Despite state opposition and potential violations of California law, the Trump Administration has revived a project that was deemed impracticable only a few years ago.
The Los Angeles Times reports that the federal government is pushing a plan to raise the Shasta Dam despite the fact California not only opposes the project, state law prohibits it.
"But in these times of unprecedented tension between Washington and California, the state's objection to this $1.3-billion project near the Sacramento River is hardly proving a deterrent. The Trump administration is pursuing the project with gusto, even as it seeks to make deep cuts in popular conservation programs aimed at California's water shortages."
The Shasta Dam was originally supposed to be much higher, and idea of raising it has been around awhile. But only three years ago the U.S. Fish & Wildlife Service declined to support the project due to concerns about the Endangered Species Act, which was just before the Bureau of Reclamation—the same agency that is now pushing the project—issued a report with concerns over both costs and violations of state law.
There's also the question of who would benefit from the heightening of the dam, and who's in charge of making it happen.
"The project promises a big payoff for water interests with close ties to the administration. A former lobbyist [David Bernhardt] for one of the biggest of those interests, the politically connected Westlands Water District, holds a key administration post with power over the flow of federal money."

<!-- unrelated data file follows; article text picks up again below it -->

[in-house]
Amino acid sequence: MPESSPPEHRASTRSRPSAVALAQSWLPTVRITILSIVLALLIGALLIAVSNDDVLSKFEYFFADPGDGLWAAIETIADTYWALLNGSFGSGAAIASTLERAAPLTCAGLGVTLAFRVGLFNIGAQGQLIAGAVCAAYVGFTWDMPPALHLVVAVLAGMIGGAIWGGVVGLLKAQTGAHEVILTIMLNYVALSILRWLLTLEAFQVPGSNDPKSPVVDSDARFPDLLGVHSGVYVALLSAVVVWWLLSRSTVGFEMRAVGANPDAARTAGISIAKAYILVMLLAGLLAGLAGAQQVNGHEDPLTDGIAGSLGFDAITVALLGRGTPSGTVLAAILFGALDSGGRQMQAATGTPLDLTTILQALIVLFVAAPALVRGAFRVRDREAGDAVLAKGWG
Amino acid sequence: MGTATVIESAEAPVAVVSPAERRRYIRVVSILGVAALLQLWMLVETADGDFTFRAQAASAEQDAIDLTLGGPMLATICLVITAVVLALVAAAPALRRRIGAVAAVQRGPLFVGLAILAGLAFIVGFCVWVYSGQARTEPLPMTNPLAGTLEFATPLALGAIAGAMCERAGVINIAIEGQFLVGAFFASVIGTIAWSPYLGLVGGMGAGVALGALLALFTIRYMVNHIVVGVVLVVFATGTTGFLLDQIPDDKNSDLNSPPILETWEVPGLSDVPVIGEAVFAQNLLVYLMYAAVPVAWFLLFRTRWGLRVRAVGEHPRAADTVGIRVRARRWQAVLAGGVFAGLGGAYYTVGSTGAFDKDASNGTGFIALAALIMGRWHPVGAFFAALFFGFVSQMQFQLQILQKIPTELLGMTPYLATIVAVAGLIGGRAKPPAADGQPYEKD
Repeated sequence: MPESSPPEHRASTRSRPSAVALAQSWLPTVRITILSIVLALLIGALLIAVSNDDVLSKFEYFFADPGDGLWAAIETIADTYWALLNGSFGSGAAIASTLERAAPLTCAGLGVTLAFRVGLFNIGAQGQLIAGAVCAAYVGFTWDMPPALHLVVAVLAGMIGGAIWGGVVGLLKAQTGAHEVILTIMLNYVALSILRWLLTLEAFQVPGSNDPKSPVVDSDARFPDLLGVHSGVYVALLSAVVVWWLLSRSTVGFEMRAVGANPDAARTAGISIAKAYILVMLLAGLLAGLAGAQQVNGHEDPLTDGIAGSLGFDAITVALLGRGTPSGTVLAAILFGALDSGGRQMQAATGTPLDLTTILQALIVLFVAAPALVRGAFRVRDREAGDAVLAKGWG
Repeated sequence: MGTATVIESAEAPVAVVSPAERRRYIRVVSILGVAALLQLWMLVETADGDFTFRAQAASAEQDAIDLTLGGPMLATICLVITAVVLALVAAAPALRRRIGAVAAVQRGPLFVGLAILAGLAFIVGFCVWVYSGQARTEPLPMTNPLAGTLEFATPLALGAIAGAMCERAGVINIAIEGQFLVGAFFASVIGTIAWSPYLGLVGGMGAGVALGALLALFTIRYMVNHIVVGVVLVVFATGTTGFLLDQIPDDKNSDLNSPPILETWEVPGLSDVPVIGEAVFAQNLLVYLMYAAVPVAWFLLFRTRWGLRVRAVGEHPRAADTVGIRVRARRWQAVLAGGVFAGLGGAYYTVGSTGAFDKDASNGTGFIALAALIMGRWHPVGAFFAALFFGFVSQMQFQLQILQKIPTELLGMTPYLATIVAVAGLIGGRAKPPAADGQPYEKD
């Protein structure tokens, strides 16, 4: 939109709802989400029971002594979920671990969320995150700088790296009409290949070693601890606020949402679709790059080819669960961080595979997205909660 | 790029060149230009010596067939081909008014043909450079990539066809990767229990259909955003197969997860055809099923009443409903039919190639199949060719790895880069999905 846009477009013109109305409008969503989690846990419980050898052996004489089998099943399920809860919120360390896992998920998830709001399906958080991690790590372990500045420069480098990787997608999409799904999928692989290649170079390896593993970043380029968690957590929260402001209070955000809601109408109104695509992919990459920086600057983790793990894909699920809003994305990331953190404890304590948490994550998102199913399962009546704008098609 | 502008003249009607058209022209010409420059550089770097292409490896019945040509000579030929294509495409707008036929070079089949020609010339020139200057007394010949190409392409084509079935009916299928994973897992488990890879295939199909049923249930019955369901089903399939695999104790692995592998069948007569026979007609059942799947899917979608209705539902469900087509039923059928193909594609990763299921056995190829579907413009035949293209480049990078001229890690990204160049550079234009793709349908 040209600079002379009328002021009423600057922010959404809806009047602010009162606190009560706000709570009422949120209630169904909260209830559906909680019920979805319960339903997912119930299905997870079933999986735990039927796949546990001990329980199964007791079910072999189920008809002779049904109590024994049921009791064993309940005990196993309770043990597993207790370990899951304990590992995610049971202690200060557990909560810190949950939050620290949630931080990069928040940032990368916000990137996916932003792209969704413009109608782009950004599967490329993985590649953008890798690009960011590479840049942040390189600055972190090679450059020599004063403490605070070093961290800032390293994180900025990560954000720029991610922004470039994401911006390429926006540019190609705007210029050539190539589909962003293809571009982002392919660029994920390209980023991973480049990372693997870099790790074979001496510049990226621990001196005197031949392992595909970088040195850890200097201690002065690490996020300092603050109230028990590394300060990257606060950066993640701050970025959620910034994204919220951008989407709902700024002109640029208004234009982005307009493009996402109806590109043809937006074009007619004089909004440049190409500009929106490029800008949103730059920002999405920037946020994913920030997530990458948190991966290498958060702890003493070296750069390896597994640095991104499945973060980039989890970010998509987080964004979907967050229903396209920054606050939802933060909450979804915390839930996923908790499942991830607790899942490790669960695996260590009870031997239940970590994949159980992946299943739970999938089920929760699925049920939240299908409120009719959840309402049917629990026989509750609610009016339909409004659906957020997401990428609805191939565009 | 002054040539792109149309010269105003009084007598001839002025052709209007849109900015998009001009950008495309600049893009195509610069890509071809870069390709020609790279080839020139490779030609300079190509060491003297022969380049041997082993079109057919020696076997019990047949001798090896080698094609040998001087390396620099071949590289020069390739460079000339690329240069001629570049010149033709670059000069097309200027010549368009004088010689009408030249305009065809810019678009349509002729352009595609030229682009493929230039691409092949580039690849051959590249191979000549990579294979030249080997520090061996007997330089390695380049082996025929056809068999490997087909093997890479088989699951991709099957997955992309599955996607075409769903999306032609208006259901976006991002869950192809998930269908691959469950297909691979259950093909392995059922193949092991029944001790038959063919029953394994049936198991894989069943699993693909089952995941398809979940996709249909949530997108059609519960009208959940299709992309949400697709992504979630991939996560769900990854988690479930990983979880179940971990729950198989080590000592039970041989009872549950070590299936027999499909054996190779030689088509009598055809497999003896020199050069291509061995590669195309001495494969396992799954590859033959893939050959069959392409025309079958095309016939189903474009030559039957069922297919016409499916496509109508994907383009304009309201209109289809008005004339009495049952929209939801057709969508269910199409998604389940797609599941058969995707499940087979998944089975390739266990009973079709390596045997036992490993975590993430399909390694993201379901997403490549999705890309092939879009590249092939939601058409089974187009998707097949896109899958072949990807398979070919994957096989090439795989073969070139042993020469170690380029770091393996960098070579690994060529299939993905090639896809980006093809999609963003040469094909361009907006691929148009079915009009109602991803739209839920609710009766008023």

Even before the Shasta Dam issue, Bernhardt's appointment to the Department of the Interior raised—and has continued to raise—concerns about conflicts of interest over his connections to the largest supplier of agricultural water in the United States.
"Whether the Trump administration would ultimately be able to pour concrete without buy-in from Sacramento remains to be seen. The Wild and Scenic Rivers Act could prevent California from issuing any of the permits required for building. Water experts interviewed said they could think of no time in recent history that the federal government moved forward with such a mammoth public works project inside California's borders without the state's blessing."
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